Wednesday, February 24, 2016

The Power of Making

Today's blogger is Leslie Preddy, library media specialist at Perry Meridian Middle School, Perry Township School. She is the 2015-2016 President of the American Association of School Librarians and a Past President for the Association of Indiana School Library Educators (AISLE). You can reach Leslie at or find her on Twitter @lesliepreddy.

School libraries are powerful places of thinking and learning. It is the place where curricular needs and personal interests are expanded and cultivated. It is where students can think, share, and grow knowledge. With the expansion and incorporation of makerspace thinking, along with equipment, tools, technology, supplies, and resources, the learning also expands to creating and doing. This is when scholarship is taken to the deeper and more personally invested level of learning we educators are always seeking for our students. Making takes the traditional learning and mental thinking into real-world application with hands-on development and action. As Dr. David Sosby of the Northwest Invention Center stated, “Research and experience consistently show that learners stay engaged, exhibit more curiosity, and learn more effectively when they are addressing challenges that they meet with kinetic action.” This is the power of making.

Building understanding as a maker is intellectual flexibility while learning from experts by reading, seeing, and consulting before doing, contributing and sharing. So the question becomes, how do we do this in a school setting? How do we grow a maker environment? How do we teach the next generation to not just be consumers of information, but contributors as well? This can be done by developing intentional levels of learning and support through makerspace opportunities: guided, independent challenges, and self-directed.

Guided: Learning and Building Knowledge
I often say, “Students don’t know what they don’t know.” A young person needs to know something exists, something is possible, so I start by exposing them to tools, ideas, and resources. Before student makers can become independent, they need guidance, direction, and training. Often, students need developmental, lower level, basic skills experiences to broaden their horizons, develop a core base of skills and understanding, and learn about things they otherwise may not even know exist. This is where there is a very specific activity. Everyone does the same thing with a predesignated outcome. Students sample skills and experiences while basic skills for the concept are introduced. There are step-by-step instructions with personal guidance and training throughout. For example, to introduce electronics, all participants make a greeting card with LED lights and while doing so learn the basics about electrical polarity and conducting electricity.

Independent Challenges: Deepening Knowledge and Advancing Skills
Once a student has established basic skills through a guided project, she is ready for an independent challenge. In a challenge task, a student takes what has already been learned to further develop related skills and deepen knowledge on the subject through research and completing another make presented by the makerspace coordinator. The challenge is phrased as a task with a final goal in mind, as well as some recommended, preliminary resources. For example, digital learning pathfinders to facilitate personal growth can be made through digital tools like Symbaloo. From there, it is up to the student to research how and what to do, work out necessary steps, plan for tools and supplies required, and experiment with thinking and making. Taking learning to the next level, the student may successfully complete the make, or may fail, but learn from that failure in order to try again. To see examples of makerspace pathfinders for a variety of topics, click here).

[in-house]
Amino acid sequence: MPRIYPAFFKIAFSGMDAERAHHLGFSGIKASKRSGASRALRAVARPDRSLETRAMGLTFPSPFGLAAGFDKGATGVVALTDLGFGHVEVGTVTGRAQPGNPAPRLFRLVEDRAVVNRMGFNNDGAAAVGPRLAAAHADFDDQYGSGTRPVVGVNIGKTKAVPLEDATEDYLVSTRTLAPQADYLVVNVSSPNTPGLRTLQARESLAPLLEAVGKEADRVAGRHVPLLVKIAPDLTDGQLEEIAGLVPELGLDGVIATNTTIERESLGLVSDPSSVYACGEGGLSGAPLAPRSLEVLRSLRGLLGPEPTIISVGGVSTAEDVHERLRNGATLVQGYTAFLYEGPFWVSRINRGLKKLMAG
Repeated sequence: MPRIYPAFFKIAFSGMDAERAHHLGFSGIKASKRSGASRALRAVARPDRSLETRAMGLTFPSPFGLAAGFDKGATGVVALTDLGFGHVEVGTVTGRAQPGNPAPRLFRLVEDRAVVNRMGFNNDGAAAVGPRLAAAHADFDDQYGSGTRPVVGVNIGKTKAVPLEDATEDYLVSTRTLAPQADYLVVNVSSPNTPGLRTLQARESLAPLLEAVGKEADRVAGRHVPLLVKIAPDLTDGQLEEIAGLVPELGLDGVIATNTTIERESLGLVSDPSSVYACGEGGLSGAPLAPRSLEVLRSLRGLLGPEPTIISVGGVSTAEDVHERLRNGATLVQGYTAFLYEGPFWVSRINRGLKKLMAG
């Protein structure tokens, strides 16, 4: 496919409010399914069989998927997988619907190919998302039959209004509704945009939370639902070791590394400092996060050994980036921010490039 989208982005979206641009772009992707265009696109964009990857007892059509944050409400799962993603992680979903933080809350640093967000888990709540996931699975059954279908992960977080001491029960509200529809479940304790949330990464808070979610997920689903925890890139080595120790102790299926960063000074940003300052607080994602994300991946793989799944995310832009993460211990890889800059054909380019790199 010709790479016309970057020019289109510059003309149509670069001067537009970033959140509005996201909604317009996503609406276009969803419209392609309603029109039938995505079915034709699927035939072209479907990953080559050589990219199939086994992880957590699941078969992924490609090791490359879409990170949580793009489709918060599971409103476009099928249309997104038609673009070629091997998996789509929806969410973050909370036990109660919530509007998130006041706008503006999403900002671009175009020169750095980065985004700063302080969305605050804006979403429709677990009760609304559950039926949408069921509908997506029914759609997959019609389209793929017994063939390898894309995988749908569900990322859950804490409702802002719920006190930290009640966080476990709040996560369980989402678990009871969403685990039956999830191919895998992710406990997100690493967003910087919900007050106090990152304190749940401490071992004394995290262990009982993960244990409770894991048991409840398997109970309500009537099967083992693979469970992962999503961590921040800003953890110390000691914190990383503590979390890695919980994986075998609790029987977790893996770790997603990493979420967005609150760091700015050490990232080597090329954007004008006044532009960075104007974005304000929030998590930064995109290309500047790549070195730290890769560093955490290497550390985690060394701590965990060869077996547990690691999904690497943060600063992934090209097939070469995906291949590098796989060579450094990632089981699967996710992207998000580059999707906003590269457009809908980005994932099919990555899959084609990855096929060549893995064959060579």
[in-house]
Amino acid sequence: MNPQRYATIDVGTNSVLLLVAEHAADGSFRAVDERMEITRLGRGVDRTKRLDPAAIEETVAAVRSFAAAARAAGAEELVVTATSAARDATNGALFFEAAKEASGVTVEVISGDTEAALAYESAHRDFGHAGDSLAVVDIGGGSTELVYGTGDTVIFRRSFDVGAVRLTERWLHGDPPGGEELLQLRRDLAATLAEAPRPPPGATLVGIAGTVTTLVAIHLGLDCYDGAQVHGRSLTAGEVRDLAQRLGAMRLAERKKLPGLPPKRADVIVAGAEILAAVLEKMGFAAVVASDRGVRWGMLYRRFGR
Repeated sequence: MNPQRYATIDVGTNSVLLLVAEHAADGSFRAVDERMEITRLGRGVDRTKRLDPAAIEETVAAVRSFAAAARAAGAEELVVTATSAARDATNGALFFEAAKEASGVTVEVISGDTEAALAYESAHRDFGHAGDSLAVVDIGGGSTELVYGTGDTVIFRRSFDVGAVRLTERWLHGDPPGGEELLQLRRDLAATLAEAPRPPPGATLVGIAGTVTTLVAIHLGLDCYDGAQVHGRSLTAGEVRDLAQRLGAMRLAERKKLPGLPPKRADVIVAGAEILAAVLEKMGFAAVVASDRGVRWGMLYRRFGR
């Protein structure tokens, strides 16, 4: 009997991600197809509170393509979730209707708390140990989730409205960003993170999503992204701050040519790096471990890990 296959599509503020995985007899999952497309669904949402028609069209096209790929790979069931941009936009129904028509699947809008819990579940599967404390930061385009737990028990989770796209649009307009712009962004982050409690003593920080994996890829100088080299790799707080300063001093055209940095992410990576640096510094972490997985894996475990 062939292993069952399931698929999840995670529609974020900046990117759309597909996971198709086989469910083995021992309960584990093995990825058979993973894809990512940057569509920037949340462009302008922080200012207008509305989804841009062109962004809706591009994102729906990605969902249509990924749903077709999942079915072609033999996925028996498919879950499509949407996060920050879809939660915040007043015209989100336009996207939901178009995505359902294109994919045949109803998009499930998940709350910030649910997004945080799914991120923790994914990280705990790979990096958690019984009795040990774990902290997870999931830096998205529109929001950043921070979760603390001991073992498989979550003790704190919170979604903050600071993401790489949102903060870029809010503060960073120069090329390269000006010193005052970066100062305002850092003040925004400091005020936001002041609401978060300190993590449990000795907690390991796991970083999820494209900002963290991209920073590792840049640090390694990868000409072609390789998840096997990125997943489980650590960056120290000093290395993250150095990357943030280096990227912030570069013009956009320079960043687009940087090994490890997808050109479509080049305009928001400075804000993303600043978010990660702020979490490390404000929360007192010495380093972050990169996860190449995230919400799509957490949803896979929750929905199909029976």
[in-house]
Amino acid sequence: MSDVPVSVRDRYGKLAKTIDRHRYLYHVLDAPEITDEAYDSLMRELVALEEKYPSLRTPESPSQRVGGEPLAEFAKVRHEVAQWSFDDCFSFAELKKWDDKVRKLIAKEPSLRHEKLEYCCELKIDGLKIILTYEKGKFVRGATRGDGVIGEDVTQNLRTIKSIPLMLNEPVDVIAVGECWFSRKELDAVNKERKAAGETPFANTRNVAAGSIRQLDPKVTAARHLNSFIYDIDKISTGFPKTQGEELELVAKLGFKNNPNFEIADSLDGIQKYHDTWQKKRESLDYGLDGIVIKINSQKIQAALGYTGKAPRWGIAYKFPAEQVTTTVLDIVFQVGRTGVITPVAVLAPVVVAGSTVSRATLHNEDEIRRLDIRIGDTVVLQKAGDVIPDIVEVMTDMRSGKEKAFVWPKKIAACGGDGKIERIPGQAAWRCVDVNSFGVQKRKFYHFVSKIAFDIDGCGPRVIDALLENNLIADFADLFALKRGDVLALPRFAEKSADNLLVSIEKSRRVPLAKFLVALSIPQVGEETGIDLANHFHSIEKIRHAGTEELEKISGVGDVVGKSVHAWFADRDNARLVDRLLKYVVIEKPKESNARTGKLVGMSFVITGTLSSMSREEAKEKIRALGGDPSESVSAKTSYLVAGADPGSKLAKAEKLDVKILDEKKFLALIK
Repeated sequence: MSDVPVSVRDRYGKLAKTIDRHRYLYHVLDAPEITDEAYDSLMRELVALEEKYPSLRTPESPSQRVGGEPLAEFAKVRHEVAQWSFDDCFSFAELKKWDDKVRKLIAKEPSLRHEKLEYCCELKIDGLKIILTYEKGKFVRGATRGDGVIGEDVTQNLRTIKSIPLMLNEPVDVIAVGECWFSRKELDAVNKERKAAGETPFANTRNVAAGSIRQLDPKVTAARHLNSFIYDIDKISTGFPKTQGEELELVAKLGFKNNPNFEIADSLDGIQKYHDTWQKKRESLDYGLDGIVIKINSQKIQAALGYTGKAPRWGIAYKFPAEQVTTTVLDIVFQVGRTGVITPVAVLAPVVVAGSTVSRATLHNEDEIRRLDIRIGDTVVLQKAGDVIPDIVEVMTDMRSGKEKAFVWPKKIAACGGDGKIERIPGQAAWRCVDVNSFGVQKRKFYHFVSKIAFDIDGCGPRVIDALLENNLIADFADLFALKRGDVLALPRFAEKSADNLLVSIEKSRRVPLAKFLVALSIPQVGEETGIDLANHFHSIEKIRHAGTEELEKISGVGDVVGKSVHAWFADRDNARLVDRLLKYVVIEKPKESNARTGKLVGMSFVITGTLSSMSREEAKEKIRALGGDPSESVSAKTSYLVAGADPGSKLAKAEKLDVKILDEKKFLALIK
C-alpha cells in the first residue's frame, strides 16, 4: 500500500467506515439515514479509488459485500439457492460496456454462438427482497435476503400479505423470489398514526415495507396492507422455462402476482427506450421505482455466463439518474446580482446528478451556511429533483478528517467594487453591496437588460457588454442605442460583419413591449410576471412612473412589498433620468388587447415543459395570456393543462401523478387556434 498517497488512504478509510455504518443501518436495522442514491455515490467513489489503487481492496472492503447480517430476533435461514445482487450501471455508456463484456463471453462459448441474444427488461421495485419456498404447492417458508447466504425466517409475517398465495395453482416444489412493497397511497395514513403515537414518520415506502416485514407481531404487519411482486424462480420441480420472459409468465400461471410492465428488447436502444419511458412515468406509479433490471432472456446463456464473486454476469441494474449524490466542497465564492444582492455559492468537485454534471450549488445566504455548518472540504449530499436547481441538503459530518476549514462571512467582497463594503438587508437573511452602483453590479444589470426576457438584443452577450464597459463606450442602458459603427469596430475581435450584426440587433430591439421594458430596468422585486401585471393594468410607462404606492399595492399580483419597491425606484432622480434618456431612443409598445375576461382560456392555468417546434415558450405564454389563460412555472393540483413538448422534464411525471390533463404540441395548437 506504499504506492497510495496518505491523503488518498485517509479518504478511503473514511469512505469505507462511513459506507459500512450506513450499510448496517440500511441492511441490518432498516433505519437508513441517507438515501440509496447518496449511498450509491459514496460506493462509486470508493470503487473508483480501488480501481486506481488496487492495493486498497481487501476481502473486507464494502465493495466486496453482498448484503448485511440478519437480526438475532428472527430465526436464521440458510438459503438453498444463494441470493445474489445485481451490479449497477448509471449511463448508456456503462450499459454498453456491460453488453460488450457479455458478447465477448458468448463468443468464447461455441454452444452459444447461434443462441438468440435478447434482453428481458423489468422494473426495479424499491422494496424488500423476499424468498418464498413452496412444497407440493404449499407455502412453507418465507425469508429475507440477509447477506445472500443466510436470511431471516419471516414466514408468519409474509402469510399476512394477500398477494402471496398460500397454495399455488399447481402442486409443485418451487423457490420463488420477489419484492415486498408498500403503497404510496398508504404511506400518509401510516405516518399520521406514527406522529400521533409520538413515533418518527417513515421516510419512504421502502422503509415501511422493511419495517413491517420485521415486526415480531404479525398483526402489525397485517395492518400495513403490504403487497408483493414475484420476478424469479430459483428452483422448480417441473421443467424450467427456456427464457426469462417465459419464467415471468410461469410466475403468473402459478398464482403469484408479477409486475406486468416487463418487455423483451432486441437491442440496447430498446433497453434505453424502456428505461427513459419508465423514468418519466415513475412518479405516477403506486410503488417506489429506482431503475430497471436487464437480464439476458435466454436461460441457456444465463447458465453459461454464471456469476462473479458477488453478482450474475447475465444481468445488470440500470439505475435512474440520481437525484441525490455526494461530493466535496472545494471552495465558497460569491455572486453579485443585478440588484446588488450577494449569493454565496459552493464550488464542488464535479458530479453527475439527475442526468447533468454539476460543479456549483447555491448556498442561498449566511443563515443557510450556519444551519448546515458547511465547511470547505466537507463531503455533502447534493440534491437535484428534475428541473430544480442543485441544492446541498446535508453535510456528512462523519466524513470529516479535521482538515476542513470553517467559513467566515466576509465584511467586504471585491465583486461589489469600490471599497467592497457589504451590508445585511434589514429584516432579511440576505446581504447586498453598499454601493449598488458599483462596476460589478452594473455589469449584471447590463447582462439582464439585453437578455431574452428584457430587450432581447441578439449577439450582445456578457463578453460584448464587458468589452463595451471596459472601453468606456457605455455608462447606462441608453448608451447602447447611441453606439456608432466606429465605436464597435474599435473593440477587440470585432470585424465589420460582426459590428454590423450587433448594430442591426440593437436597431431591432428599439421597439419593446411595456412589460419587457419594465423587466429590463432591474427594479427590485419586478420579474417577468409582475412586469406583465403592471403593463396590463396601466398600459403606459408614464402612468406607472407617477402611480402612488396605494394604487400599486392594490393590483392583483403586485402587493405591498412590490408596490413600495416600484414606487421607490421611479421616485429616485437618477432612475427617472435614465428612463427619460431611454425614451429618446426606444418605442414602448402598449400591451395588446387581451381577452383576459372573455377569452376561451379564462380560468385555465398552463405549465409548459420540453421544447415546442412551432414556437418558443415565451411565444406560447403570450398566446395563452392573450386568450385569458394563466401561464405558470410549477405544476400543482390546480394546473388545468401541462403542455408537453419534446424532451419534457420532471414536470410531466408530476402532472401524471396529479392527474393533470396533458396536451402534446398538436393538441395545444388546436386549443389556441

Self-Directed: Experimentation and Personal Inquiry

Key to the evolution of successful learning and development as a maker is a self-directed make. At this phase, the student is ready to generate their own ideas and set an independent project goal. Learning continues through personal inquiry, designing and creating a product of personal choosing, and creating through creativity, inventiveness, experimentation, further development and improvement of skills, and trial and error. The student has grown completely autonomous throughout the development of the concept, goal setting, learning and research, and making. He still needs mentoring and guidance but is making many personal choices independently, including setting a personal plan of inquiry. Thinking like a scientist or researcher, this personal plan includes a timeline, budget, resources, and hoped-for learning outcomes and make construct. The student will problem-solve, troubleshoot, and stretch creatively. He will build on previous make and learning experiences as he expands his knowledge base to make new thinking and knowledge. He may even share his new expertise and mentor other students.

According to a 2013 Gallup study, “Nearly half of America's students say they want to start their own business or invent something that changes the world” and yet students say they have very few opportunities “to develop their entrepreneurial energy.” Through the prospects of learning a school library makerspace affords, students can actually think, learn and practice by doing, which increase the brain’s ability for that specific thing, task, and skill. Check out the uTEC Maker Model here to better understand how students begin by using, but with the right resources, guidance, and mentoring, can progress toward tinkering and experimenting. With a lot of hard work, passion, and support, some students may even achieve the level of creating and contribute something new and purposeful to the world.


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